Each case, then, requires a factual analysis individual in nature, and prior cases serve merely as illustrations of analogous situations and not as hard-and-fast rules. There are, however, some generally-accepted jurisprudential principles followed by appellate courts. For instance, courts have fairly consistently held that going to and from work is not an employment function for which the employer should be held liable. Holt, 12-1579, p. 6, 117 So.3d at p. 186. However, exceptions may apply when the employer provides, or pays the employee for, transportation to and from work, or when the operation of the vehicle was incidental to some employment responsibility. White v. Frederick, 44,563, p. 9 (La.App. 2 Cir. 8/19/09), 17 So.3d 1016, 1021-22, writ denied, 2009-2059 (La. 11/25/09), 22 So.3d 168.

In the instant case, Mr. Bova argues that SPX was providing payment for

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Mr. Butler's transportation to and from work in the form of a per diem, and therefore, Mr. Butler was in the course and scope of his employment while driving from his home to work. SPX acknowledges that Mr. Butler received a per diem, but asserts that the per diem was only for lodging and meals, and that Mr. Butler was not reimbursed for his mileage or paid for his travel time. Therefore, he did not fall under the exception to the general rule that an employee is not in the course and scope of his employment while driving to and from work. The trial court found that the evidence at trial did not support Mr. Bova's assertion that Mr. Butler was reimbursed for his transportation expenses and concluded that Mr. Butler was not in the course and scope of his employment at the time of the accident.

[2014 0765 La.App. 1 Cir. 5] A trial court's determination that an act is or is not within the course and scope of employment for purposes of vicarious liability is a factual finding governed by the manifest error rule. Baumeister, 95-2270, at p. 7, 673 So.2d at 998; see also Ermert v. Hartford Ins. Co., 559 So.2d 467 (La. 1990) (finding course and scope to be a mixed question of law and fact held to the manifest error standard).

A court of appeal may not set aside a trial court's finding of fact in the absence of manifest error or unless it is clearly wrong. Rosell v. ESCO, 549 So.2d 840, 844 (La. 1989). Under the manifest error-clearly wrong standard, this court employs a two-part test for the reversal of a factfinder's determinations. Stobart v. State Through Dep't of Transp. & Dev., 617 So.2d 880, 882 (La. 1993). First, this court must find from the record that a reasonable factual basis does not exist for the finding of the trial court. Id. Second, this court must determine that the record establishes that the finding is clearly wrong (manifestly erroneous). Id. This test requires this court to review the record in its entirety to determine manifest error. Id. This court's determination is not whether the factfinder was correct, but whether the factfinder's conclusion was reasonable. Id. Even though an appellate court may feel its own evaluations and inferences are more reasonable than the factfinder's, reasonable evaluations of credibility and reasonable inferences of fact should not be disturbed upon review where conflict exists in the testimony. Id.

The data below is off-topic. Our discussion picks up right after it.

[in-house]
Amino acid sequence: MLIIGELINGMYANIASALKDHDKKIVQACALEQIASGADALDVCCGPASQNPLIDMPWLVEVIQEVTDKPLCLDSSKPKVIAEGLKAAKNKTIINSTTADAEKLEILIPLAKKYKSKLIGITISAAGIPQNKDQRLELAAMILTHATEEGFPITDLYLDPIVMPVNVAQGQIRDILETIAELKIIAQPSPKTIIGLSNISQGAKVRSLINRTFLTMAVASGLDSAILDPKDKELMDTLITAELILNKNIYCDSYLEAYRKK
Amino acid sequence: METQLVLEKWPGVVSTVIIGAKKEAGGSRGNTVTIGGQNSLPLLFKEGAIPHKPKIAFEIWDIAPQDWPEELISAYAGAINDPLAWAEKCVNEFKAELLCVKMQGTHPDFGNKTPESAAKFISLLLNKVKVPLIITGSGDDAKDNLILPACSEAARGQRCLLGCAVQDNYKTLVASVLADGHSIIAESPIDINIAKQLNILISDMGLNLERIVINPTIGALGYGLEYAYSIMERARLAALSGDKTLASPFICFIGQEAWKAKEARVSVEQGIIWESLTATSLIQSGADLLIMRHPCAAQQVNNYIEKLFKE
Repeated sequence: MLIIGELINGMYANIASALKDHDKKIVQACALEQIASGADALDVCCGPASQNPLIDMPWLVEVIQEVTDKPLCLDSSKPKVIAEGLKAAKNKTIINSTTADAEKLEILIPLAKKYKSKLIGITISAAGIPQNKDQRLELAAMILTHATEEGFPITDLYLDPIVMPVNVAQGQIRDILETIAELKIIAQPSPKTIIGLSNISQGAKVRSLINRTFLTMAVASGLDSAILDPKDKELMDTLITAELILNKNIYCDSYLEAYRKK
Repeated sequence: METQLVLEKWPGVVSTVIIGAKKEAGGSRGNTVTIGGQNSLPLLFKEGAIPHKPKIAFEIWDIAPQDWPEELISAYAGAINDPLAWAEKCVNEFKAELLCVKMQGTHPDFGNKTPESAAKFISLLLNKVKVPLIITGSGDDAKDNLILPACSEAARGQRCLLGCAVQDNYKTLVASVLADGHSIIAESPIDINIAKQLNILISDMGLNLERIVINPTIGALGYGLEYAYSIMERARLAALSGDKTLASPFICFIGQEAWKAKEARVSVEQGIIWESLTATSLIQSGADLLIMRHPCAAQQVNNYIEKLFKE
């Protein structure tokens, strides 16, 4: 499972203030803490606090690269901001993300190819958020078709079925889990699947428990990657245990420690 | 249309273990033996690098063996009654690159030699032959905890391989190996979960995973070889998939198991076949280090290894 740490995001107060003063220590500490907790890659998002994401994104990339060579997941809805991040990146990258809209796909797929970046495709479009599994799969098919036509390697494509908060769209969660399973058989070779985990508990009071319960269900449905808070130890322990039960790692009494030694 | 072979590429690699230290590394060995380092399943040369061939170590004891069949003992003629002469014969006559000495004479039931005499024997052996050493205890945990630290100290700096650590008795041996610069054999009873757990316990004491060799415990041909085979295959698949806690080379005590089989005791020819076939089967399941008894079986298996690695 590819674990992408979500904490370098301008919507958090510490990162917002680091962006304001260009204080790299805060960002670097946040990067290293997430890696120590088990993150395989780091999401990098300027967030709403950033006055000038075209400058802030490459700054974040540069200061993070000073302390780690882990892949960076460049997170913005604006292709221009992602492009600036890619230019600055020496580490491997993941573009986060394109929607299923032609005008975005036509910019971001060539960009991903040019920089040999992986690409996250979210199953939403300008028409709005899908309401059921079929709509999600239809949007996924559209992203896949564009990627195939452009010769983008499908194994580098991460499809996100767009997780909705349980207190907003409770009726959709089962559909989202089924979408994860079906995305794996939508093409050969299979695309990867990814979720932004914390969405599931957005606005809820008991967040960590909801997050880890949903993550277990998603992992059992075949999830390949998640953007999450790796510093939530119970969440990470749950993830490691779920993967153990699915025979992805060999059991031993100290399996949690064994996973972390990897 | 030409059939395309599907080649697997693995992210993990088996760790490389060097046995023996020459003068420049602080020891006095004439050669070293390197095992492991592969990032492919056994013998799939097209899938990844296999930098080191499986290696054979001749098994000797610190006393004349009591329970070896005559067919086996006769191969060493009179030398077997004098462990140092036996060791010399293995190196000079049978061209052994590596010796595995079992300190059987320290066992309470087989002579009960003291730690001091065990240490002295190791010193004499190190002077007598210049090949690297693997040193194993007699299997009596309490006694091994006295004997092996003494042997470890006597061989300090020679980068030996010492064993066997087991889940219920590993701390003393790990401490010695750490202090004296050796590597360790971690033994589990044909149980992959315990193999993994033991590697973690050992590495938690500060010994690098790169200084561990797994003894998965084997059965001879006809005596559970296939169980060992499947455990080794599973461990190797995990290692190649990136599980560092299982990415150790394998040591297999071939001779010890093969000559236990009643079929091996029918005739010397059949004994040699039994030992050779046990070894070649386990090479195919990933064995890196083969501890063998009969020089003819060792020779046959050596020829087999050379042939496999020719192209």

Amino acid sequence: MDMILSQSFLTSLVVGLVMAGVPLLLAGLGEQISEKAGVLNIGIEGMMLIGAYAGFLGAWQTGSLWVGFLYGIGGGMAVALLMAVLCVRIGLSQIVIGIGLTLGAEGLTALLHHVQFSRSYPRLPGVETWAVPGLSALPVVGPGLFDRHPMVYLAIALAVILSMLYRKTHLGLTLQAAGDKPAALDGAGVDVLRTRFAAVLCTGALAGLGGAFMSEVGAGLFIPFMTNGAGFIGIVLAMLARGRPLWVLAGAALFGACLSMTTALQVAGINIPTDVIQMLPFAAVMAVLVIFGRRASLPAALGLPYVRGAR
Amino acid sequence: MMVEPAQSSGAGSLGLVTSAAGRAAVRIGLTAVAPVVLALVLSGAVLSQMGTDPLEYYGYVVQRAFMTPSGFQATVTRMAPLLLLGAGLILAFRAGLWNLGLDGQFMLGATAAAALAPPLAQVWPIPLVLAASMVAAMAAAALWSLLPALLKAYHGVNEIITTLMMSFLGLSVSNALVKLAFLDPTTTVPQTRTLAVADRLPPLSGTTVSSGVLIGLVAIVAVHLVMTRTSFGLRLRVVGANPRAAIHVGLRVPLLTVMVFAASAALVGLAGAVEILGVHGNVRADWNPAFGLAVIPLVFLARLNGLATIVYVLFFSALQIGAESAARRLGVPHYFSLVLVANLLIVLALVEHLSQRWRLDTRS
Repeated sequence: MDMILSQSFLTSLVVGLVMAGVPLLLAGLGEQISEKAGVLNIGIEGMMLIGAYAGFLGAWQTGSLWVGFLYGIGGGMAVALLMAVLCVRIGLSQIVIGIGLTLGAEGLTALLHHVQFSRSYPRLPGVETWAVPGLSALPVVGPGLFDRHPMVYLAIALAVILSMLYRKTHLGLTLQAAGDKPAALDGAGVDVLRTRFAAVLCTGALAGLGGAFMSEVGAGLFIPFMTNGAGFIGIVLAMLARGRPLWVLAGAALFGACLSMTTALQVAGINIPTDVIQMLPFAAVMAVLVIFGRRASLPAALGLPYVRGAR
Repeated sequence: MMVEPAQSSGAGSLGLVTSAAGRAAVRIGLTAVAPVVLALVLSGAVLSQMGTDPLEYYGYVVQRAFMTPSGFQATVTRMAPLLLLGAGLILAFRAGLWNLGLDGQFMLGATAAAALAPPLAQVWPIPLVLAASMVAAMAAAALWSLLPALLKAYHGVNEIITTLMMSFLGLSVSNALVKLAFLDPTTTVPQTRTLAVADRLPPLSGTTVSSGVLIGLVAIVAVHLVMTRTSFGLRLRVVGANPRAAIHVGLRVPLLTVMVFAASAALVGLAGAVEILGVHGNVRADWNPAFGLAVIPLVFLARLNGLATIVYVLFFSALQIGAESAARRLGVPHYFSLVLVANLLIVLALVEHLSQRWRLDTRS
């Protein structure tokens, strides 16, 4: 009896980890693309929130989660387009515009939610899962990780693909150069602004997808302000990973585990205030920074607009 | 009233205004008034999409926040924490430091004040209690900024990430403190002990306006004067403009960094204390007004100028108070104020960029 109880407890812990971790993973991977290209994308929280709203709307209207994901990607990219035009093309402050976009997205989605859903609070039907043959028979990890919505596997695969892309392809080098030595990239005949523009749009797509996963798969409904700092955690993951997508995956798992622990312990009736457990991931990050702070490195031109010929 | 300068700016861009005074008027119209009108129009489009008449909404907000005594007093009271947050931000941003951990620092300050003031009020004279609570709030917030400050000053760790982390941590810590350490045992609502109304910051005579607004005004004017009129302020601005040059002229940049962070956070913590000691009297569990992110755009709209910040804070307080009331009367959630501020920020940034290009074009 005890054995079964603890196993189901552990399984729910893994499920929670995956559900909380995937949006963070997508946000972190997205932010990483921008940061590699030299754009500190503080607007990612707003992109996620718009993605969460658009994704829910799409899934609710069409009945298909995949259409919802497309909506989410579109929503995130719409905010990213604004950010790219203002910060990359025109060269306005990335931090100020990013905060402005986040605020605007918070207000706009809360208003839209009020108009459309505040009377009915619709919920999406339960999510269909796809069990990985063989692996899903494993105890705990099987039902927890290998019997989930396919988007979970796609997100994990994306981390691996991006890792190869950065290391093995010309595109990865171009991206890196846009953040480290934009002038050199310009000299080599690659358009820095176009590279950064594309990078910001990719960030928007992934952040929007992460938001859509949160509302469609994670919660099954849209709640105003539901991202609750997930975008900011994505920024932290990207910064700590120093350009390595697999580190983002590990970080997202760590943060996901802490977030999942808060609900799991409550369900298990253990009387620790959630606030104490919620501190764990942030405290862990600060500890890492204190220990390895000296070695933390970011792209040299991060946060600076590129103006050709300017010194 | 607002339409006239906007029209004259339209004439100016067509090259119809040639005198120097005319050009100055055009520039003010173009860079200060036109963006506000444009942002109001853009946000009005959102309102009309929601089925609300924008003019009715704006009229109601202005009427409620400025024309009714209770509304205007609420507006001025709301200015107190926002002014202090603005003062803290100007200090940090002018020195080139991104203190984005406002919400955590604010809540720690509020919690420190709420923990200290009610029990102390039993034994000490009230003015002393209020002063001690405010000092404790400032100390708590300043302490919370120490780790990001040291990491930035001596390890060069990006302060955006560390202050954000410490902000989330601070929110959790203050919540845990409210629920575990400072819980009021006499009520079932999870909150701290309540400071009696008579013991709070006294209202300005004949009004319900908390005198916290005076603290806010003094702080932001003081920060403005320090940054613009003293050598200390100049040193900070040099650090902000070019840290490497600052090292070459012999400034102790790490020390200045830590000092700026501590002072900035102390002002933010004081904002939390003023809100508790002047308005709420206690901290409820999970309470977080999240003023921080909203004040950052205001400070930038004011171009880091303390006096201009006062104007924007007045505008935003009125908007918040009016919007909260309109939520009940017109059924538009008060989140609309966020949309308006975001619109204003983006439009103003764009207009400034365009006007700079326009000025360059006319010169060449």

At the time of the accident, Mr. Butler was a member of an SPX work crew, made up primarily of Mississippi residents, which was assigned to a job at the Westlake Vinyl Plant in Geismar, Louisiana. SPX provided the crew members with a per diem so that they could stay near the worksite on the days they worked. According to the company's per diem policy, a field [2014 0765 La.App. 1 Cir. 6] employee will receive per diem pay when he is temporarily assigned to a duty locale in excess of 7 5 miles from his residence[2] and stays overnight. The policy provides that under those circumstances, per diem will be paid at a rate of $60.00 per day, which breaks down to $20.00 per day for meals and $40.00 per day for lodging. On the workweek in question, payroll documents show that Mr. Butler worked four days (9/19, 9/20, 9/21, and 9/22) and was paid $80.00 for " Meals and Entertainment" and $160.00 for " Expense Reimbursement Travel." Although the SPX payroll documents show that one day of lodging payment to Mr. Butler was for Sunday, September 18, the day before he reported to work, Mr. Butler's supervisor,